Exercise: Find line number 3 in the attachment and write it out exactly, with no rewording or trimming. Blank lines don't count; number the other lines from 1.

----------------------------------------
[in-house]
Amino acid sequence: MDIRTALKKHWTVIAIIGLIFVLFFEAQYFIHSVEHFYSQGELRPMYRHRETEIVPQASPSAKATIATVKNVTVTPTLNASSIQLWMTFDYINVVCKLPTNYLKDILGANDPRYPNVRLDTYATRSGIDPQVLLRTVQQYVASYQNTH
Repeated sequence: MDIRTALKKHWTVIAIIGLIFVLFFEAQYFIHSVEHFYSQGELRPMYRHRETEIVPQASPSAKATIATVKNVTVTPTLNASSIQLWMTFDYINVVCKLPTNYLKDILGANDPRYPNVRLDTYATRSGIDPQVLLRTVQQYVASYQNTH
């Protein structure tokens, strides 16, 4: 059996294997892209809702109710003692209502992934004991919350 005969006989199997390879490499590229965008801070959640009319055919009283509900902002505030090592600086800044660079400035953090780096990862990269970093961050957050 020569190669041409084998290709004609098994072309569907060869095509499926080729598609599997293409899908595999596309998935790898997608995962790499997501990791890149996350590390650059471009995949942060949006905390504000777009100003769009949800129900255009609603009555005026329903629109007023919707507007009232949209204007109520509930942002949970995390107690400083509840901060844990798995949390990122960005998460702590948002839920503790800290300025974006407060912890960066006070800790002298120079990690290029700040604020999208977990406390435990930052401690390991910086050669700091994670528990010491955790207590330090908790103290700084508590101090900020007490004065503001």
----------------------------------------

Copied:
Repeated sequence: MDIRTALKKHWTVIAIIGLIFVLFFEAQYFIHSVEHFYSQGELRPMYRHRETEIVPQASPSAKATIATVKNVTVTPTLNASSIQLWMTFDYINVVCKLPTNYLKDILGANDPRYPNVRLDTYATRSGIDPQVLLRTVQQYVASYQNTH